India

Families for Life: Reconciling Relationships in India

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“Two people are better off than one, for they can help each other succeed. If one person falls, the other can reach out and help. But someone who falls alone is in real trouble.”

– Ecclesiastes 4:9-10

It’s estimated that more than 2.1 million people in India live with HIV. Focusing on a key cause of HIV/AIDS – broken relationships – World Relief in India works with local churches to prevent the disease from spreading while also protecting and strengthening marriages. In India, pastors are challenging couples in their churches to be more than just two people who pass through life together, but to be partners in ministry to the most vulnerable in their communities.

Pastor Abraham in India
Pastor Abraham in India

“A family ministry – by a family to families is important and strategic”, said Pastor R.D. Abraham. He had taught the Families for Life course to a small group that included four married couples. He had prayed for a meeting like this to take place in his area for a long time when it finally began. During his training, Pastor Abraham was challenged to partner with his wife as he ministered to the people in his church through prayer, house visits, and sharing the gospel.

“We do not involve our wives as we should. The Lord said ‘when two of us agree together on the earth and pray, He is going to hear and answer our prayers’. But we ignore this. Two are better than one and we need to pray together and do the ministry as husband and wife together. Then we will see changes happening and fruits coming in,” Pastor Abraham said. He encourages husbands and wives to attend the meetings together, and those who come alone often decide to bring their spouse to the next meeting.

One couple traveled a long distance to attend the trainings, and now they are hoping to host similar meetings for pastors who live in his area. The lessons of the importance of teamwork in marriage are spreading through the church in India, and families are strengthened for the future.

Addressing HIV in India means strengthening marriages

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In India, we are empowering the local Church to transform marriages, protect families, care for those living with HIV/AIDS and prevent HIV/AIDS. All of this is done by addressing the root causes of HIV/AIDS – broken relationships. Our Families For Life curriculum, taught by the local Church, reinforces the importance of commitment, faithfulness and communication in marriage. We have seen these live-saving, Gospel-centered messages bring healing to broken families and entire communities.

World Relief introduced these pastors to the curriculum in February 2014. They said they wanted to be trained in the curriculum with their spouses so they could deliver the curriculum to their congregations. Since March, 65 new pastors have been trained to restore and strengthen their marriages and the marriages within their churches.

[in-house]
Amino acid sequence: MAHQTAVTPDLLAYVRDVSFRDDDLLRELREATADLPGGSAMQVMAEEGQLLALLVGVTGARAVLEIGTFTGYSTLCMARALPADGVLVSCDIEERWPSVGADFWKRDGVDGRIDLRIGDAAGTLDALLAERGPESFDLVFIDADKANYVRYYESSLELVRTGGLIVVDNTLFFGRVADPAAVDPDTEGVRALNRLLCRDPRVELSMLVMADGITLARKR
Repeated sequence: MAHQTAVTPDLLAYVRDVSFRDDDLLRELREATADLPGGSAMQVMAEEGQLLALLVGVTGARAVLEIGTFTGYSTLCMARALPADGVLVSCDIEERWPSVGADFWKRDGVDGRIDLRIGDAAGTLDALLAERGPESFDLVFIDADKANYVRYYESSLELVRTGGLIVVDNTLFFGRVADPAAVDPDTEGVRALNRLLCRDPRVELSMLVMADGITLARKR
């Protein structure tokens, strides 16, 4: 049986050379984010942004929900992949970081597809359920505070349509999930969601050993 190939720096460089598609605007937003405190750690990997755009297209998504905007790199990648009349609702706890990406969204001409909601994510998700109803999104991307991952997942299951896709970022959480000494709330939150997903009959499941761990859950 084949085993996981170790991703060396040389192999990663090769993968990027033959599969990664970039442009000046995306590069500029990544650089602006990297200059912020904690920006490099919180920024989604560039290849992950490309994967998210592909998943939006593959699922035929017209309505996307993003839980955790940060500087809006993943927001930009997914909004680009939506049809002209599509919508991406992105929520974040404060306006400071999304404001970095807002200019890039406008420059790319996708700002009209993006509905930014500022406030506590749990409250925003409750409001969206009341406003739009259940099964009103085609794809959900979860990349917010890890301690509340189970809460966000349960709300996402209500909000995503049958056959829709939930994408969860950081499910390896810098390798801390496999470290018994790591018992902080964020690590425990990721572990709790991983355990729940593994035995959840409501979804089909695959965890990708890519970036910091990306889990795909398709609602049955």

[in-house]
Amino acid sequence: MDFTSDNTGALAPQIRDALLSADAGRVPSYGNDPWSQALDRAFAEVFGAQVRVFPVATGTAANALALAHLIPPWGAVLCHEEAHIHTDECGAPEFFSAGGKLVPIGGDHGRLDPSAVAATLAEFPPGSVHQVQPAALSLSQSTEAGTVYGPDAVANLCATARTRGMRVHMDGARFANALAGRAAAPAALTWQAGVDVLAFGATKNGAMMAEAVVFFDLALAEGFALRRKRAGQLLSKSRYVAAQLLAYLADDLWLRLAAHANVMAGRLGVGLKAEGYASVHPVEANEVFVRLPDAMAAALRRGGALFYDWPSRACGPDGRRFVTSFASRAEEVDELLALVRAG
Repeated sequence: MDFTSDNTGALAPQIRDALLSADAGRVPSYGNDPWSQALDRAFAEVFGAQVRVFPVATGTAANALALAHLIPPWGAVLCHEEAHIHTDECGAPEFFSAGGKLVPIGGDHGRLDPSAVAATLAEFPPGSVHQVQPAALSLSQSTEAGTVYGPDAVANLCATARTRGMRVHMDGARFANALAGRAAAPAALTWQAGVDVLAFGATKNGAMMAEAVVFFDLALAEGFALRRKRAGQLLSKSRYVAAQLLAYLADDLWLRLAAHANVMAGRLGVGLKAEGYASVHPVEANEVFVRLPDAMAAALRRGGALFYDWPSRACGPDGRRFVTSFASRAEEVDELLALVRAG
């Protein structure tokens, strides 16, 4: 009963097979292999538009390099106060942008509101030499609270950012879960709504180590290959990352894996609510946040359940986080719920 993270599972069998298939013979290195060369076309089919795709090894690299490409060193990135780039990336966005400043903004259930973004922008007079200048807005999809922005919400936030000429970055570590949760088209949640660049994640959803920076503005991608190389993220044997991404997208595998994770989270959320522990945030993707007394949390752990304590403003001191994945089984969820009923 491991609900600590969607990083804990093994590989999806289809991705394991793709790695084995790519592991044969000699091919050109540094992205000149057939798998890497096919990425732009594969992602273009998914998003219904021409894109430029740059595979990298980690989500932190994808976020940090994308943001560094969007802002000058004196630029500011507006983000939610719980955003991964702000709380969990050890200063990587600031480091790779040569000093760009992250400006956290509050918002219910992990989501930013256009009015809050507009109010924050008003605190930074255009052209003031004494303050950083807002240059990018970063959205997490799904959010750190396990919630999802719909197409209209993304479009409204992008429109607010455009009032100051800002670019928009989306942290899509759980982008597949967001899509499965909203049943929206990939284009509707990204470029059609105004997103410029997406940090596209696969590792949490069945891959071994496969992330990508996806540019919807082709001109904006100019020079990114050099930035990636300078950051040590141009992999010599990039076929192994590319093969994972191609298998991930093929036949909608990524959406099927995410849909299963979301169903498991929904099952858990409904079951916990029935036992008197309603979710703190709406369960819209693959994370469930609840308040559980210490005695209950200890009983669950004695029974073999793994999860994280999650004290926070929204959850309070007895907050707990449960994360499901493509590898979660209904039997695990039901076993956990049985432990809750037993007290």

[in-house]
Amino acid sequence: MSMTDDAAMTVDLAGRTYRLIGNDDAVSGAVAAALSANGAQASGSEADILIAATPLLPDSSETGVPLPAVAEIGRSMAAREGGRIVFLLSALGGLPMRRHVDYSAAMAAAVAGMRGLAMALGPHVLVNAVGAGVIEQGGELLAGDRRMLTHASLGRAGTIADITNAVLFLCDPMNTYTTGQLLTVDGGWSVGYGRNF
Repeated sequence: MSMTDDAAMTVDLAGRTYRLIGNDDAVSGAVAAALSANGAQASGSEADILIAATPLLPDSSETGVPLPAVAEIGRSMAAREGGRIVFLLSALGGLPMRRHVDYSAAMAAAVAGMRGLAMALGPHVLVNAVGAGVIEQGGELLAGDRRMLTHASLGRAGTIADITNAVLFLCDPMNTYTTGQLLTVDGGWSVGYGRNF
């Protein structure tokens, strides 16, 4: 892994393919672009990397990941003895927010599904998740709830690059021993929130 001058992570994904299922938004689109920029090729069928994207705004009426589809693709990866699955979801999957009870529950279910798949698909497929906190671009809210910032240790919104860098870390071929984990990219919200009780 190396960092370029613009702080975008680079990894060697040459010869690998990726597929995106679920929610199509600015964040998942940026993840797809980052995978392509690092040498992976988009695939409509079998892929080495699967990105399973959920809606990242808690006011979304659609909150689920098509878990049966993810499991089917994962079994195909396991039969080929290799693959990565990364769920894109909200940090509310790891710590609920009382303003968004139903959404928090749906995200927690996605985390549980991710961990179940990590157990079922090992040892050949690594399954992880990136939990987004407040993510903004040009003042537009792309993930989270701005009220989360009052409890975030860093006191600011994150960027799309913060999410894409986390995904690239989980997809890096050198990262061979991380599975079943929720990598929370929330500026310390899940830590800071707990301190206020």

Our local staff member, Jeyaprakasham, said, “All the participants were very happy and actively involved in the program. It was a first time experience for many of the pastors and their wives to attend a meeting of this kind.”

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One pastor said, “I have been married for 24 years and I never thought of this - that my wife is my friend. Here begins our friendship, and we will be the best friends to each other.”

His wife added, I attend[ed] this kind of meeting for the first time in my life. I missed a lot in my married life. I will make it further and take it to our church.”

(India) Pastor Daniel's Story

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This is Pastor Daniel Jayachandran, a local pastor in India. He is pictured with his wife, Amutha and their three children. In 2012, he attended World Relief’s Families for Life training and was so moved by the message of healthy marriages that he appointed a new pastor over his church and moved to an unreached area to plant new churches. He disciples other pastors and trains them using the Families for Life curriculum. These pastors often go on to reach thousands of congregation members and people living with HIV. We are proud to empower pastors like Daniel who go on to change their communities with the holistic Gospel of Jesus Christ.

So Much Happening in Twenty-Thirteen...

by Larissa Peters, World Relief Communications Liaison I don’t know about you, but I have an especially good feeling about 2013. I admit, I keep a journal, and on the first of every year, I wonder what will fill its pages. The same is true in managing this blog – what will be the stories, reflections, and prayers that fill this year?

So many things are happening at World Relief, and so many great things we get to be a part of this year as more and more stand for the vulnerable! So I thought I would share 13 of the ones that I’m personally excited about and that others could even join:

In no particular order, here they are:

  1. Immigration Reform: From publishing the book Welcoming the Stranger in 2009 to speaking at Willow Creek Church and the G92 Summit, Jenny Yang – Vice President of Advocacy & Policy  and Matt Soerens – US Church Training Specialist are truly affecting change for the immigration system. We believe this is the year for reform. Want to keep up to date on the issue? Follow Jenny and Matt on twitter at:  @JennyYangWR and @MatthewSoerens.
  2. Peace building in the Congo: Village Peace Committees are changing their communities in the DR Congo. Conflict still abounds, but the grassroots movement of the Church is transforming lives. This is something to be a part of!  Follow updates and watch our video.
  3. Our partnership with Pure Charity: if you haven’t checked this organization out and you shop online or use a credit card (which should cover most of you), click here now. Here is a creative way to raise funds: shop and the stores you shop at will give to your charity of choice. World Relief has a few projects of their own there, and you’ll find Pure Charity at the Justice Conference. I already wish I knew about them earlier – I have to admit I’ve become slightly addicted to online shopping.